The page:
“Evidence suggests that accumulating up to 10,000 steps per day is helpful for reducing chronic conditions such as cardiovascular disease, type 2 diabetes and some forms of cancer,” Jakicic said. “And more recent evidence supports the benefits of reducing the risk of dementia.”

Jakicic also noted that there are benefits for people with pre-existing diseases as well as for those who are already healthy adults looking to prevent future illness and enhance their longevity, resulting in better quality of life.

A large contributor to many health problems is excess body weight, which suggests that weight loss will help to reduce health risks. However, weight loss can be challenging for many — but science is telling us that lacing up those sneakers and taking a walk may help.

“For patients interested in weight loss — when coupled with a modest reduction in calorie intake — progressing to 10,000 steps per day has been shown to enhance long-term weight loss and the prevention of weight regain following weight loss,” Jakicic said.

John M. Jakicic, Ph.D., Sandra Billinger, Ph.D., Russell Swerdlow, M.D. walking outdoors on the KU Medical Center Kansas City campus
John M. Jakicic, Ph.D., Sandra Billinger, Ph.D., Russell Swerdlow, M.D.


What exactly makes walking — especially vigorous walking — so good for our bodies? The answer is both simple and complex. Sandra Billinger, Ph.D., professor of neurology in KU School of Medicine, studies exercise, brain health and stroke recovery. She said that there are proven benefits to pumping blood through your system, which can happen when walking.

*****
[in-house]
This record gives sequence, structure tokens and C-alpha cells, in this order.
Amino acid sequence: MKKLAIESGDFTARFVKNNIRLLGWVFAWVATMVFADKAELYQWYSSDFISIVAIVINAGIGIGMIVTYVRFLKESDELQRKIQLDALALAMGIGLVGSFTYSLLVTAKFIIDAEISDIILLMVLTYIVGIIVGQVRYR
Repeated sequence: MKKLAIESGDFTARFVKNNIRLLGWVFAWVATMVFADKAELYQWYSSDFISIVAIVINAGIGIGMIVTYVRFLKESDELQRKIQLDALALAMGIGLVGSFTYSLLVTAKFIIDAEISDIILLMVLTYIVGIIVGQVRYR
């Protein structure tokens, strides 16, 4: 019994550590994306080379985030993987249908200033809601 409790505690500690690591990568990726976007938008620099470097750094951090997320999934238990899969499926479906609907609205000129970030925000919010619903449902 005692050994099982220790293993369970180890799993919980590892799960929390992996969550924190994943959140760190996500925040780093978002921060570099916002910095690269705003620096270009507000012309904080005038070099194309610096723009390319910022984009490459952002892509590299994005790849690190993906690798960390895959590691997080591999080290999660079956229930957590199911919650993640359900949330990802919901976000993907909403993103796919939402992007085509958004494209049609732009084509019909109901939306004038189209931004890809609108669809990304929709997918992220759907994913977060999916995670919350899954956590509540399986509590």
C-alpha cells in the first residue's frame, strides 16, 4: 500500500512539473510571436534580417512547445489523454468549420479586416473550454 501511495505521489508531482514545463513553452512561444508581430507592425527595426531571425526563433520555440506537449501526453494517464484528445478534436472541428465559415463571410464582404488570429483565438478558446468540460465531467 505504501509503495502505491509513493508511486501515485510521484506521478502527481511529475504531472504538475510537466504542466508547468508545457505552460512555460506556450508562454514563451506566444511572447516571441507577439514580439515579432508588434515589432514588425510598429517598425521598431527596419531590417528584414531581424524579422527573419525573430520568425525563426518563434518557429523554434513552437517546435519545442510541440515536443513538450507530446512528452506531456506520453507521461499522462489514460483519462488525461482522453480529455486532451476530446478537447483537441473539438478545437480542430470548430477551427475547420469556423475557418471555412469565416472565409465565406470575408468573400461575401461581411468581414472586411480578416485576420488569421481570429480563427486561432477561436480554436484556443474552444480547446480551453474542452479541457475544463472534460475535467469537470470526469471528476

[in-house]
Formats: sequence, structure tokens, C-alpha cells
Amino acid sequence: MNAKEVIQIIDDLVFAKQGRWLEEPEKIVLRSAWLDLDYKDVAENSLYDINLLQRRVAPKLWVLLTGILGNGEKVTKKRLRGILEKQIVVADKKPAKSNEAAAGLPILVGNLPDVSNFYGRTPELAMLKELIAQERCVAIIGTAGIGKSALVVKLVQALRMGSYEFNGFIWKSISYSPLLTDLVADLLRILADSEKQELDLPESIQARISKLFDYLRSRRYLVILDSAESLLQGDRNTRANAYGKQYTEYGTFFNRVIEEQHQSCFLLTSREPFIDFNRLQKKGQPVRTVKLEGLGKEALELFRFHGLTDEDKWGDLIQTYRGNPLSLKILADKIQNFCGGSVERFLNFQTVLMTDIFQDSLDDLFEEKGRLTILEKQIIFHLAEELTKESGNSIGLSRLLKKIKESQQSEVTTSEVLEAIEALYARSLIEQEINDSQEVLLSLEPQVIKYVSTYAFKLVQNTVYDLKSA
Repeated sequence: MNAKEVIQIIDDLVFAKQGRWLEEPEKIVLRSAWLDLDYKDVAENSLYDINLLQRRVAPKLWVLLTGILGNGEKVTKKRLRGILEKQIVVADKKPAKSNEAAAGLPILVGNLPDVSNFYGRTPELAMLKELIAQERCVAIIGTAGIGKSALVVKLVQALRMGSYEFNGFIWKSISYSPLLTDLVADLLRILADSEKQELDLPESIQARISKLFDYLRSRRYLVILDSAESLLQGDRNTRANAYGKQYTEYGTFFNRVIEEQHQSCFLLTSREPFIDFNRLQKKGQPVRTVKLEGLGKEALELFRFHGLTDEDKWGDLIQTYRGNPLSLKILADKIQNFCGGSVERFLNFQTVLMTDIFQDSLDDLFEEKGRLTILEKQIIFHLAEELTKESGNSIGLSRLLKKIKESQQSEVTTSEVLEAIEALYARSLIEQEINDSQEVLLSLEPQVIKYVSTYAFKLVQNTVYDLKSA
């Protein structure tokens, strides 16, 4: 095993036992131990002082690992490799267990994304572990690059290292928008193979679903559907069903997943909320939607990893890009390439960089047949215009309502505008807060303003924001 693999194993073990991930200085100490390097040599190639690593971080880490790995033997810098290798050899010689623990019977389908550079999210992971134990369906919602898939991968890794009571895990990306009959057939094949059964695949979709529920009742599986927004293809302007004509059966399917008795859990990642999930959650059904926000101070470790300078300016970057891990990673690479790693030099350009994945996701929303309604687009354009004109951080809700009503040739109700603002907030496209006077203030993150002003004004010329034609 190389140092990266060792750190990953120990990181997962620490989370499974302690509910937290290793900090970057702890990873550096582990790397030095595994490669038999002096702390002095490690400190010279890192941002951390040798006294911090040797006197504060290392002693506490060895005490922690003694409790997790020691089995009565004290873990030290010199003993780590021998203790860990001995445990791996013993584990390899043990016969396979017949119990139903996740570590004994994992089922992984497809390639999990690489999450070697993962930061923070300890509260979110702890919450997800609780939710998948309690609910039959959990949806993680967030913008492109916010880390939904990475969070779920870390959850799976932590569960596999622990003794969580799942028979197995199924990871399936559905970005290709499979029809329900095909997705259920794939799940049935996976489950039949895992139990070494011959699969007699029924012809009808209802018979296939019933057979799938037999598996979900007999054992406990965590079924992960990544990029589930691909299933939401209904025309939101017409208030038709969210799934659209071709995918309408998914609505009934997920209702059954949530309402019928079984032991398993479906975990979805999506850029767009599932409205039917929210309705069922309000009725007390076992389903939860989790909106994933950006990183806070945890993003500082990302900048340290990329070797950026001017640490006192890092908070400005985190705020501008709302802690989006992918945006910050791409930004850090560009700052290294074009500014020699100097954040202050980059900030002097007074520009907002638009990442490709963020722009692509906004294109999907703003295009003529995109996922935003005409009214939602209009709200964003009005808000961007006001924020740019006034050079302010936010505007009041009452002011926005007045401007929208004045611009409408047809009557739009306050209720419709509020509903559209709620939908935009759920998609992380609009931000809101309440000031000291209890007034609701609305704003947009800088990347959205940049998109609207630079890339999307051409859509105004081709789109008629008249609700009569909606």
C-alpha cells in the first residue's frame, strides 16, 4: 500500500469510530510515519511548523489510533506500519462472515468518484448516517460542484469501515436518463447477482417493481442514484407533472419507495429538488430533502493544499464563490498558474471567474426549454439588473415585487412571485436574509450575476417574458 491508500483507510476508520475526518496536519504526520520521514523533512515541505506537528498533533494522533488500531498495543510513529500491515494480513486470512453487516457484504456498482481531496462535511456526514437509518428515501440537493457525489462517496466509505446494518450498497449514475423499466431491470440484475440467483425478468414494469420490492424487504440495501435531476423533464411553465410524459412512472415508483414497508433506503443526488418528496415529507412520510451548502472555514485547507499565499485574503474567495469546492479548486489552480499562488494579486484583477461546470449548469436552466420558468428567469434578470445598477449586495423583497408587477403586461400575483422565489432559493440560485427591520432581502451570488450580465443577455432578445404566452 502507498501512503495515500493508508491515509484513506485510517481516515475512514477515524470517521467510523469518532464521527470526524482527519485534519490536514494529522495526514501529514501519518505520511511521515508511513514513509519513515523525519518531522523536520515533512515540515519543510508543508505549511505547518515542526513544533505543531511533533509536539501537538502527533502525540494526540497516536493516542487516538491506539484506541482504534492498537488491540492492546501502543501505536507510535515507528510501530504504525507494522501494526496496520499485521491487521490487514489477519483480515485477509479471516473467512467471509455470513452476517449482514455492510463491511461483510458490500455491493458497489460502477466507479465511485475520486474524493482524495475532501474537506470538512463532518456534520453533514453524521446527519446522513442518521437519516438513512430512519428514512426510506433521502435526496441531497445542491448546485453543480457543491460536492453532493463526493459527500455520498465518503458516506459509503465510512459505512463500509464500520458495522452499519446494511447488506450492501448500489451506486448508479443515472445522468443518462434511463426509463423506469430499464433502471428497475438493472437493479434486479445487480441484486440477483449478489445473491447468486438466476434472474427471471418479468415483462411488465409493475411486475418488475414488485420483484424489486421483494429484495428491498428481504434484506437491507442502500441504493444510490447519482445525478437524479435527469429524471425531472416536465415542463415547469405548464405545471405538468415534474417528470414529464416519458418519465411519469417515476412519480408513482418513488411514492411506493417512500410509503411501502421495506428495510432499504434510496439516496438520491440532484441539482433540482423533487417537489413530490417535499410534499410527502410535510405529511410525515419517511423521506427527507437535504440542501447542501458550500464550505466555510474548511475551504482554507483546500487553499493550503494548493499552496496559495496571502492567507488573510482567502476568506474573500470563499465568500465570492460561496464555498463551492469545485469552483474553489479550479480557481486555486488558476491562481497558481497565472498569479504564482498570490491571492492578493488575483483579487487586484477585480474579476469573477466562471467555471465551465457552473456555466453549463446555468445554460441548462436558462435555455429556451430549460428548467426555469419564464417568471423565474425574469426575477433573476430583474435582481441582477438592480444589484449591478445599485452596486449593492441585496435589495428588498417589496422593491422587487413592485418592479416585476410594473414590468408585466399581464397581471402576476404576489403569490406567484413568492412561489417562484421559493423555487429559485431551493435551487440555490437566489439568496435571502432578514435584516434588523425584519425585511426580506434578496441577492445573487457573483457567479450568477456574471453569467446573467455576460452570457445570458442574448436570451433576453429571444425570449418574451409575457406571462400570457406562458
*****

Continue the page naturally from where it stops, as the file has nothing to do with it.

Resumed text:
“Movement and physical activity in general confer benefits on the vascular system, the heart and delivering oxygen rich blood to the muscles and organs,” she said. “There are so many molecules released that have positive effects on our body for blood pressure, cholesterol, glucose regulation and more.”

Billinger points to a 2020 study published in The New York Times that showed 9,815 molecular changes caused by exercise. That is a significant change, and scientists are doing more studies to understand why. Much of this research is taking place at KU Medical Center, including a number being conducted in Swerdlow’s lab, which studies exercise metabolism. Swerdlow looks closely at mitochondria, an organelle some call the “powerhouse of the cell” because it produces the chemical energy that powers the cell. Failure of the mitochondria is connected to Alzheimer’s disease and cognitive decline. Swerdlow and some of his fellow scientists are trying to figure out the link between mitochondria and the brain and how to boost mitochondria production.

“There’s little doubt that mitochondria and exercise are intertwined,” Swerdlow said. “When you exercise, you create oxidative stress in the muscle and that boosts mitochondria production, in the muscle and elsewhere in other tissues in your body.”

And that lactic acid, which naturally builds up with vigorous exercise and contributes to the fatigue felt when exercising? It’s boosting mitochondria in your muscles. It’s also boosting mitochondria all over the body, including the brain.

“We often think of oxidation as bad,” Swerdlow said. “But in this case, it might be very good indeed.”


Maintaining an active lifestyle is important for preventing and surviving cancer, said Christie Befort, Ph.D., professor in the Department of Population Health in KU School of Medicine and associate director for Cancer Prevention and Control at The University of Kansas Cancer Center. Befort conducts community-based research in behavioral weight-loss intervention and cancer prevention and survivorship.

“Studies are beginning to confirm the benefits of the popular goal of 10,000 steps per day as the optimal number of steps for health and longevity, including for cancer prevention,” she said. “But some is much better than none. There are significant benefits seen with increasing steps at different increments, up to this optimal goal.”